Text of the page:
How to overwrite your cognitive scripts

Although we think we are fully aware and in control of our everyday decisions, we actually often follow a series of cognitive scripts. These cognitive scripts often develop in childhood and are personal to you. However, as they are commonly based on a sequence of events that we expect to occur in given situations, many …

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Novelty fallacy: why new isn’t always better

The most recent smartphone, the latest tool, the hottest trend… Humans are naturally attracted to novelty, whether it’s new objects or new ideas. In the modern world, our desire to be on the cutting edge of technology only exacerbates the appeal of adopting the newest innovations. However, there is danger in blindly embracing something new …

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Fear setting: an exercise to define and conquer your fears

Fear is unavoidable, especially when attempting to accomplish an important goal or embarking on a new project that requires you to take risks. However, fear doesn’t need to become a source of unmanageable stress and anxiety. A simple method called “fear setting” will help you to define your fears so that you can embrace them …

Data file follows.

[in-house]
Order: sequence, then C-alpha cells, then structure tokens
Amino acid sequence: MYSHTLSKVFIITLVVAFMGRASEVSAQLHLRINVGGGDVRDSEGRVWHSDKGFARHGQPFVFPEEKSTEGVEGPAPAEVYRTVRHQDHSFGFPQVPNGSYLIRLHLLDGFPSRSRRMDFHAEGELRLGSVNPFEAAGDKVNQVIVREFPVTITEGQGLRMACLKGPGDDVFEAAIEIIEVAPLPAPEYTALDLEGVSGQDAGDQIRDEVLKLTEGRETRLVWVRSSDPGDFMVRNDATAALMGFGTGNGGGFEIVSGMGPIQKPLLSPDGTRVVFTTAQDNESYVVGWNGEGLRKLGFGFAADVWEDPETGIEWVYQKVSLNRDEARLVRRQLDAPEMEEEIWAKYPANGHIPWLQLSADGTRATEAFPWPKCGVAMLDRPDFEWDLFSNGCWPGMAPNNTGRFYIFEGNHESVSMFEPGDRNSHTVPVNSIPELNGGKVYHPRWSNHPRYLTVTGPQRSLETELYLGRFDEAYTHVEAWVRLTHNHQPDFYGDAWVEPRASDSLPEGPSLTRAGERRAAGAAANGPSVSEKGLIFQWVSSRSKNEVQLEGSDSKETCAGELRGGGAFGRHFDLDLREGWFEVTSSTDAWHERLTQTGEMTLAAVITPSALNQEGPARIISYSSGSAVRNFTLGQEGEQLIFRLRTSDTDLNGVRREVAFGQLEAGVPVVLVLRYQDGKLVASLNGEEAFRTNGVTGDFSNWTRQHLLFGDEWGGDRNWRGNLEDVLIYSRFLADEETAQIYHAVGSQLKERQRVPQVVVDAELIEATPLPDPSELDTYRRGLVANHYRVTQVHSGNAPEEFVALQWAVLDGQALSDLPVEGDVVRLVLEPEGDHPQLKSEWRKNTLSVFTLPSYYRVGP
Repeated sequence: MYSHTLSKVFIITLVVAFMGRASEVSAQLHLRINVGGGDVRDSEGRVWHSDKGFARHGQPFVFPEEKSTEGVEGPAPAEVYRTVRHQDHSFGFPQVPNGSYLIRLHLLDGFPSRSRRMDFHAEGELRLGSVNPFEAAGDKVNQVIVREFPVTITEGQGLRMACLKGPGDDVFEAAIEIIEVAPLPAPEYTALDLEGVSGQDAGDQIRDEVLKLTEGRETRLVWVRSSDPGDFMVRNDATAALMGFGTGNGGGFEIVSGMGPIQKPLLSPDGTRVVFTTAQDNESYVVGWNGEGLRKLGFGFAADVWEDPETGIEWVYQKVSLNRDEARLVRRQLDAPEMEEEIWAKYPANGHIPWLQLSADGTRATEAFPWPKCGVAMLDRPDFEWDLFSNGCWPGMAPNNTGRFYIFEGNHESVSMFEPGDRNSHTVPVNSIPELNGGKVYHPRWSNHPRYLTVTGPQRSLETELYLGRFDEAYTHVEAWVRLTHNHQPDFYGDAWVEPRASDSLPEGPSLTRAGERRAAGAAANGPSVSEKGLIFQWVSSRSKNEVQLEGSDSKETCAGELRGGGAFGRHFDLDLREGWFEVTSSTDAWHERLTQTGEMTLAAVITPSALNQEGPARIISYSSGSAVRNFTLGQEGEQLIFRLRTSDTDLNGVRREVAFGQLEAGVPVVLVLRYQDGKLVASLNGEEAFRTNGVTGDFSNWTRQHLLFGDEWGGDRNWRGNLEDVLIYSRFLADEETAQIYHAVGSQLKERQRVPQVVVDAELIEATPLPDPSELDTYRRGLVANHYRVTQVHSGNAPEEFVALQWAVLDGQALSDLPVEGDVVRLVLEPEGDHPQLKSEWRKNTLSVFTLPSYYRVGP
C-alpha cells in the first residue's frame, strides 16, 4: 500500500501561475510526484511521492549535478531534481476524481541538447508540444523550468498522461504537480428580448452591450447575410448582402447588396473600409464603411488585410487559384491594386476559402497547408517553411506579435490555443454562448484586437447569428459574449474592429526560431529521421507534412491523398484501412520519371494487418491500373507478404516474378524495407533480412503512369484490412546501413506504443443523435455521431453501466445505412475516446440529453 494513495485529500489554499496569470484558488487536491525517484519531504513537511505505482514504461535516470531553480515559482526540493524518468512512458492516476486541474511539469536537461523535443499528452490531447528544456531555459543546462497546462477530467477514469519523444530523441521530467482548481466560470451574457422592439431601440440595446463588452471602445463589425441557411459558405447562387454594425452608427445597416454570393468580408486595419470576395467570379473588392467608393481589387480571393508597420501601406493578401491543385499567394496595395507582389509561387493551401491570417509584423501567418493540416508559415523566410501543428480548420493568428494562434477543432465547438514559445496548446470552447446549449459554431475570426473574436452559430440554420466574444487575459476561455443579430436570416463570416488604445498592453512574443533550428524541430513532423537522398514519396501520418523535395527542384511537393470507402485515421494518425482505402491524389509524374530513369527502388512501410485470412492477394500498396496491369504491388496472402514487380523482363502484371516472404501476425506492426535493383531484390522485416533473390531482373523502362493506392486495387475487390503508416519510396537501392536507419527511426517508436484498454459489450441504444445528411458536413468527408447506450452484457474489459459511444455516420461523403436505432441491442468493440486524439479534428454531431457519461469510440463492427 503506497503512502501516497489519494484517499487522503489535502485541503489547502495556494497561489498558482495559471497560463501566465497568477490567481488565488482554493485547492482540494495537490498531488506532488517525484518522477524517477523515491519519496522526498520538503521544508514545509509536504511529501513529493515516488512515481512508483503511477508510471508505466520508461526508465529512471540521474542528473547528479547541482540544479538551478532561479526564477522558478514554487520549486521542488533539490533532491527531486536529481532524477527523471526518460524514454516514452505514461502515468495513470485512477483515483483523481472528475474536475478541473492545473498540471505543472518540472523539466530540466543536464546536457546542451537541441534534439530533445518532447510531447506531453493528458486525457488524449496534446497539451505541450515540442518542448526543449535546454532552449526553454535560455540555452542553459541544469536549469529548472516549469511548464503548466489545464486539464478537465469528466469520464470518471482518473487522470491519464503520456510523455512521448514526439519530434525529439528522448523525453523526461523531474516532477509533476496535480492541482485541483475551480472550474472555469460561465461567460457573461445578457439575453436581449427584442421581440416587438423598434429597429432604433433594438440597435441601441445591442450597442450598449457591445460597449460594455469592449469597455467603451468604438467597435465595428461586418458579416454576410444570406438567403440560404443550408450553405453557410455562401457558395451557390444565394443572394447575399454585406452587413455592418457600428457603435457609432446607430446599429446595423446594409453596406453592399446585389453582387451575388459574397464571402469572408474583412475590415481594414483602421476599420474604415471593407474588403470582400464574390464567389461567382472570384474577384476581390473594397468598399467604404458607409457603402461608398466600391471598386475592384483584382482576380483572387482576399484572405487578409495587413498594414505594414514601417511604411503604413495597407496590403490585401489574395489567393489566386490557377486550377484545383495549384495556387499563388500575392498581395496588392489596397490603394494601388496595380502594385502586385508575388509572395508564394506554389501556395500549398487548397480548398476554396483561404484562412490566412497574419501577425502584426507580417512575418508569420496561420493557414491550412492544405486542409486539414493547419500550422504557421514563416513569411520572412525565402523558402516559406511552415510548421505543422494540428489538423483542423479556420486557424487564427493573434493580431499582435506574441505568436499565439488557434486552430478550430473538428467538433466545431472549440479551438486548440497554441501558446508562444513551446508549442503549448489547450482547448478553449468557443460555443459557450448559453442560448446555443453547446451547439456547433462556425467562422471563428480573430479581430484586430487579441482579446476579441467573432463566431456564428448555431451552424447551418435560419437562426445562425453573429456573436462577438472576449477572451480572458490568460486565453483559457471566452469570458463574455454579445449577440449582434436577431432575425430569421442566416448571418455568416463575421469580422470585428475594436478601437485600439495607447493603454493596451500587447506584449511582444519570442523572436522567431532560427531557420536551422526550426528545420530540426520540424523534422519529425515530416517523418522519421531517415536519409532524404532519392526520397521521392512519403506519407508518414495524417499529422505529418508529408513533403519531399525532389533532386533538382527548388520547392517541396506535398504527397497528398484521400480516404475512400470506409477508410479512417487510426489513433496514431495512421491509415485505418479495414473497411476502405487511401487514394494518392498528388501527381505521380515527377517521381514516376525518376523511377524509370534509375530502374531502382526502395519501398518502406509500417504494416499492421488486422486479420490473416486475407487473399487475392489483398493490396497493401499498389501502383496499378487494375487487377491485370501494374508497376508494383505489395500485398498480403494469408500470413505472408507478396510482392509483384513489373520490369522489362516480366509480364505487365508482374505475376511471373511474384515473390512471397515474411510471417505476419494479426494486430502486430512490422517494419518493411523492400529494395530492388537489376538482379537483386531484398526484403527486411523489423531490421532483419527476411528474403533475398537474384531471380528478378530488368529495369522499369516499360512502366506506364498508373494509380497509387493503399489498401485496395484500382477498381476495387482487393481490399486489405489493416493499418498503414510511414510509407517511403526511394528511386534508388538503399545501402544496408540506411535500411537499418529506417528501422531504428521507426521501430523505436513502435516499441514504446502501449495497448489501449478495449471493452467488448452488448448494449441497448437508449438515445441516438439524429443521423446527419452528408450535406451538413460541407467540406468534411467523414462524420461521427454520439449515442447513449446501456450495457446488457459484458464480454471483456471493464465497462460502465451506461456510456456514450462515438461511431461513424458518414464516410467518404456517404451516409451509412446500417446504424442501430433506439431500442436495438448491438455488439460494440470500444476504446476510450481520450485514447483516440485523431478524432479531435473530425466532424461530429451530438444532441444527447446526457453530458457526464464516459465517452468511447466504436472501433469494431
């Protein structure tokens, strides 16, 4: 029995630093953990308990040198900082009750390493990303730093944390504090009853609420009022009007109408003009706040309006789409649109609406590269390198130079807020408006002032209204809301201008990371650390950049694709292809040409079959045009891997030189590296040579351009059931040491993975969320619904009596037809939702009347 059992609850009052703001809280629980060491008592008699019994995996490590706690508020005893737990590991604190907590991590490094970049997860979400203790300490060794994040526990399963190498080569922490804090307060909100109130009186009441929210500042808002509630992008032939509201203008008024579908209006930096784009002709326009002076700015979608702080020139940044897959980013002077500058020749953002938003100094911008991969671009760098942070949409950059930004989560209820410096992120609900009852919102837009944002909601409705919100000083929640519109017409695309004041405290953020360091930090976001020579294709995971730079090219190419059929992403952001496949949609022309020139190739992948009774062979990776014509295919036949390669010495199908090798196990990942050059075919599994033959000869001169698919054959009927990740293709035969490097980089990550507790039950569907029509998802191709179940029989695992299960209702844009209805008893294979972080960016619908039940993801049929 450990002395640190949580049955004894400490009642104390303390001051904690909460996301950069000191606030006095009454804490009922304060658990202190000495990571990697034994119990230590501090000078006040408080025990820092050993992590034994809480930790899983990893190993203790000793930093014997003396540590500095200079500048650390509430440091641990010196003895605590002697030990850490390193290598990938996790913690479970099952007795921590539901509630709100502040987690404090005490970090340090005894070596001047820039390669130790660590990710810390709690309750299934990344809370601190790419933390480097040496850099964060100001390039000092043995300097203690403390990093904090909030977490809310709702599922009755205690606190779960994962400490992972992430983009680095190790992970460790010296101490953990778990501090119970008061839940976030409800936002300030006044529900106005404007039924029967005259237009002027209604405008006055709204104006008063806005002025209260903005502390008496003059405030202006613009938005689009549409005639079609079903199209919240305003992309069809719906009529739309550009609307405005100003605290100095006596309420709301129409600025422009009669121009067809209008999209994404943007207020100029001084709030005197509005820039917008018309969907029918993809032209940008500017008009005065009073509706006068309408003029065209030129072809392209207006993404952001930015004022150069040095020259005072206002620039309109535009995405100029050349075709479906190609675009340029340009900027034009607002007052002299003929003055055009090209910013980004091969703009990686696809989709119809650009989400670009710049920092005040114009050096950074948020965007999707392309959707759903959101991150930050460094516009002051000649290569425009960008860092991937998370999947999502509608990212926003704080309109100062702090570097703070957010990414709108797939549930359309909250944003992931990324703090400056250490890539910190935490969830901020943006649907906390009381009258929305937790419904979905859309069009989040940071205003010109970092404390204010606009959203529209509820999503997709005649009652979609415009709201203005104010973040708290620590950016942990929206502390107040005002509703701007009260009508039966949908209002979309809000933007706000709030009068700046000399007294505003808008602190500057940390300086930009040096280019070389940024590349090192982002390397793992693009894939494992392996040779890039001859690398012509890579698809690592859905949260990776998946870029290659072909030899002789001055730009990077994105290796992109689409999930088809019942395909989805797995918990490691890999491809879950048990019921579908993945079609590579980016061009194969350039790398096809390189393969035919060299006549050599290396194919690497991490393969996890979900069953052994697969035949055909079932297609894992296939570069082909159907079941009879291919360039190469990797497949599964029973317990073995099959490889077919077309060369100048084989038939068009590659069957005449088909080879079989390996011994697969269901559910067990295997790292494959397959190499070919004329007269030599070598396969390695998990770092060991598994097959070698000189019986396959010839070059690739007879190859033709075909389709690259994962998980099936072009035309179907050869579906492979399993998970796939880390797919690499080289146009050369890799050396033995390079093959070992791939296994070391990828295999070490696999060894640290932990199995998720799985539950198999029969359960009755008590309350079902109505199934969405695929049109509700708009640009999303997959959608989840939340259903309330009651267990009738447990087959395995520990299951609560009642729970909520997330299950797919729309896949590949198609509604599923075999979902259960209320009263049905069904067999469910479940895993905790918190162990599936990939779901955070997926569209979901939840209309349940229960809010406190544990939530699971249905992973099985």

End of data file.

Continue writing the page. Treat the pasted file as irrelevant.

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Cognitive bottlenecks: the inherent limits of the thinking mind

The “thinking mind” is the part of the mind that seeks to make sense of the world; it analyses situations, imagines scenarios, evaluates solutions, and tells stories. It’s an inherent aspect of what makes us human. However, it’s limited by multiple cognitive bottlenecks. Why does it matter? Because these cognitive bottlenecks limit how much information …

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Present bias: how instant gratification impacts your long-term goals

How many times have you heard the phrases “live for the moment”, “you only live once”, or “seize the day”? This advice may sound great for adding some spontaneity to your life, but seizing short-term opportunities can lead you to settle for a small present reward rather than wait for a larger future reward. This …

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The dangers of apophenia: not everything happens for a reason

Humans love patterns. Sometimes that’s helpful, but other times… Not so much. Apophenia is the common tendency to detect patterns that do not exist. Also known as “patternicity”, apophenia occurs when we try to make predictions, or seek answers, based on unrelated events. Apophenia can lead to poor decision-making. For instance, many people choose their …

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How developing mental immunity can protect us from bad ideas

Every day, a new video goes “viral”, and an “infectious” idea starts spreading. Mental immunity is a psychological theory that is also known as cognitive immunology. With origins dating back 70 years, this field of research is based on the premise that not only is there an immune system for the body, but an immune …

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